"I grew up as a normal kid," Zane says. "I wrestled with my siblings, played outside, was on the tennis and soccer teams in high school, and have always enjoyed hiking and camping."
Now 22, Zane is a pre-med student at West Chester University in Pennsylvania, with the goal of becoming a pediatric cardiologist like the physician who first identified his condition and has treated him ever since — Jack Rychik, MD, an attending cardiologist with the Cardiac Center at Children’s Hospital of Philadelphia (CHOP).
Heart murmur leads to scary diagnosis
Zane appeared to be a healthy baby at birth. But as he and his mother, Sarah, were preparing to leave the hospital in Phoenixville, PA, she noticed his coloring had changed. She asked a nurse to listen to his heart as a precaution; a cousin had been born days before with a serious heart condition.
The nurse detected a slight heart murmur, which was confirmed by the attending physician. “They told us Zane needed to be looked at by a cardiologist at CHOP immediately,” remembers Zane’s father, Mark.
Zane was transported from Phoenixvilleto Bryn Mawr, where Dr. Rychik was consulted on Zane’s case and an echocardiogram was performed. After reviewing the echocardiogram images of Zane’s heart, Dr. Rychik diagnosed the baby with tetralogy of Fallot (TOF) and discontinuous pulmonary arteries. Zane had a complex combination of characteristics:
- Ventricular septal defect (VSD): a hole between the two bottom chambers (the ventricles) of the heart that eject blood to the body and lungs.
- Overriding aorta: The aorta, the large artery that takes blood to the body, is on top of both ventricles, instead of just the left ventricle as in a normal heart.
- Pulmonary stenosis: a narrowing of the pulmonary valve, the area below the valve, or the pulmonary arteries, which carry blood from the heart to the lungs.
- Hypertrophy: The right ventricle becomes thicker and more muscular than normal as a result of working harder to pump blood through the narrow pulmonary valve.
- Discontinuous pulmonary arteries: In a normal heart, the pulmonary arteries are connected. In Zane’s case, the vessels going to the lung were separated. One was coming from the heart, and the other from a patent ductus arteriosis (PDA) — a condition in which an opening between the right side of the heart and the aorta (which is needed during prenatal development) doesn’t close at birth. The vessels weren’t communicating.
Because of the combination of Zane’s heart problems, Dr. Rychik told the family that he needed to be transferred to Children’s Hospital of Philadelphia for surgery. Medication was used to keep the PDA open until surgery, as Zane would lose blood flow to his left lung if the PDA closed before surgery.
Surgery at 3 days old
An ambulance transported Zane to CHOP. When Zane was just 3 days old, he underwent open heart surgery with Thomas Spray, MD, then-Chief of CHOP’s Division of Cardiothoracic Surgery.
Dr. Spray closed the hole between the two ventricles with a patch and opened the pulmonary valve more fully, both as planned. To treat the narrowed pulmonary artery and PDA, Dr. Spray used an innovative technique during surgery. He cut the pulmonary artery in half, flipped it over the opening, sewed a patch on it, then flipped it back.
It worked. Zane came out of surgery with stronger circulation.
Zane needs a pacemaker
A new problem soon emerged. After the surgery, Zane developed heart block. A second procedure was done to implant a pacemaker, a small device that uses electrical pulses to control abnormal heart rhythms and prompt the heart to beat normally.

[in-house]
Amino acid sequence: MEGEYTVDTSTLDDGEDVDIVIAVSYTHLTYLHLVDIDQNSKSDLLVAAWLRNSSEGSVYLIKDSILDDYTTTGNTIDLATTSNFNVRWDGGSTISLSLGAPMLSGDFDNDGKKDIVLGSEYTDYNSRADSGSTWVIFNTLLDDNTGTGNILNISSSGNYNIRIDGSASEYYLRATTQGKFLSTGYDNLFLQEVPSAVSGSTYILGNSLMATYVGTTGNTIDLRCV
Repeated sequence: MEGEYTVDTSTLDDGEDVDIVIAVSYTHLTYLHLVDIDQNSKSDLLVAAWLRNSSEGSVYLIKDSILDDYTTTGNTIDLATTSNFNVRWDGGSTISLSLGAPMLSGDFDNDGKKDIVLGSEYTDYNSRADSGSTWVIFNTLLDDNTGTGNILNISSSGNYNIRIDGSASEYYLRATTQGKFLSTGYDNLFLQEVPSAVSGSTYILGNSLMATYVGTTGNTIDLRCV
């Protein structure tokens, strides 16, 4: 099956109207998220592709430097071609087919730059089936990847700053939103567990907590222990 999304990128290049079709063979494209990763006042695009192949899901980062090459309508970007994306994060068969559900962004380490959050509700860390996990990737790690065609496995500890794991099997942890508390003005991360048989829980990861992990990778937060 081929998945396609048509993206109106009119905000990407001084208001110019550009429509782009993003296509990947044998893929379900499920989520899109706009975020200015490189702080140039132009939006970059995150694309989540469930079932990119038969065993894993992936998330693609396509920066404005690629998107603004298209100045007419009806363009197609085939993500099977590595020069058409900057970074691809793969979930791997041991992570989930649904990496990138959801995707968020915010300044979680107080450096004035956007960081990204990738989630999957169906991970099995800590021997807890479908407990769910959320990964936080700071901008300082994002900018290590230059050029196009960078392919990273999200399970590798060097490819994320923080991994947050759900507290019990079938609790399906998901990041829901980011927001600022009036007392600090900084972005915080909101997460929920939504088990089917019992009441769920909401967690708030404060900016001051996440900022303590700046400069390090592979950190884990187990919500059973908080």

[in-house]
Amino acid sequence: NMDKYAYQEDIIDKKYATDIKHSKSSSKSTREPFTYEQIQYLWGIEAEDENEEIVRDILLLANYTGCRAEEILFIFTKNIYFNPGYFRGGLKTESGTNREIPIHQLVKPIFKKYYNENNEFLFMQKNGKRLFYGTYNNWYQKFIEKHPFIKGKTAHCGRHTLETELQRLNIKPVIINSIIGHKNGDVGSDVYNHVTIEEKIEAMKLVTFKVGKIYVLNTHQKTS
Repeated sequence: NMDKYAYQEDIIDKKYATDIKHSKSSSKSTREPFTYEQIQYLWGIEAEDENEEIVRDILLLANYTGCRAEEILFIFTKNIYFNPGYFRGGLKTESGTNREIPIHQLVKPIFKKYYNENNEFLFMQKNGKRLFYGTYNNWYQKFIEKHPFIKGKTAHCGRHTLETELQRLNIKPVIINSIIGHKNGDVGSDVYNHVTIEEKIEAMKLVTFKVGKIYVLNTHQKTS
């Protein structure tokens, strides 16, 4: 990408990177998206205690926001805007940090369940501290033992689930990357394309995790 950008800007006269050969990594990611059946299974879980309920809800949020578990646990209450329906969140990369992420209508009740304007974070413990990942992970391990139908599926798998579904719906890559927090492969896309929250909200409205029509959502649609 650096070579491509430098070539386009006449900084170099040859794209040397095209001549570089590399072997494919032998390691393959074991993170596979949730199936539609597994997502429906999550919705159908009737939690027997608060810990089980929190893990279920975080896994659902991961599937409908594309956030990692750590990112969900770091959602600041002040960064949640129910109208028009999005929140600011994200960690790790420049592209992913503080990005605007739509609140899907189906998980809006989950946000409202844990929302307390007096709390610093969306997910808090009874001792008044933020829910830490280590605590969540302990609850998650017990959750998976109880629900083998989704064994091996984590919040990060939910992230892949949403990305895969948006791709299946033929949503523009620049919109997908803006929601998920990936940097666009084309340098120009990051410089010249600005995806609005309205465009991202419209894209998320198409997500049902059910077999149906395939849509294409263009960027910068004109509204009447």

Once the pacemaker was implanted, Zane’s heart problems largely resolved. He was able to go home and lead a relatively normal life, with close monitoring and regular follow-up visits with Dr. Rychik. During Zane's first year of life, he needed two angioplasties, a catheterization used to widen constricted arteries and remove scar tissue.
In the 20 years since, Zane has only needed minor surgery to replace the pacemaker when the generator needed to be replaced.
“… he can do whatever he wants”
For some children, complex cardiac conditions can impact their lives and affect everyday activities. That wasn't the case for Zane.
“Dr. Rychik told us he can do whatever he wants,” says Mark. “He told us not to baby him.”
To protect Zane's heart and pacemaker, a few activities were put off limits — waterskiing, weight lifting and rock climbing, for example — but none really interested Zane so he didn't care. Instead, he wrestled with his siblings, loved playing outdoors and joined his high school's tennis and soccer teams. Zane has also always enjoyed hiking, camping and ice skating.
Following his doctor's footsteps
Now 22 years old, Zane looks back fondly to his early visits to CHOP.
“I always have fun when I go to CHOP,” he says. “When I was little, I would play hide and seek in the exam room with Dr. Rychik. There were only a couple of places to hide, but he always played along and pretended to have a hard time finding me."
As Zane got older, he remembers how Dr. Ryckik would "sit down with me and ask me how I was doing. He has always been genuinely interested.”
“And it wasn’t just Dr. Rychik,” Zane continues.
“Everyone at CHOP was so loving and nice to me. Most of the people in the Cardiac Center have known me since I was 2 or 3 years old. They are always happy to see me, and I can tell they really care.”
Dr. Rychik has followed Zane’s journey into adulthood with interest. He was pleased when Zane originally decided to go to seminary school, and equally delighted when Zane altered his path two years later and transferred to begin pre-med studies.
Zane now hopes to become a pediatric cardiologist like his mentor. “I am who I am because of Dr. Rychik.”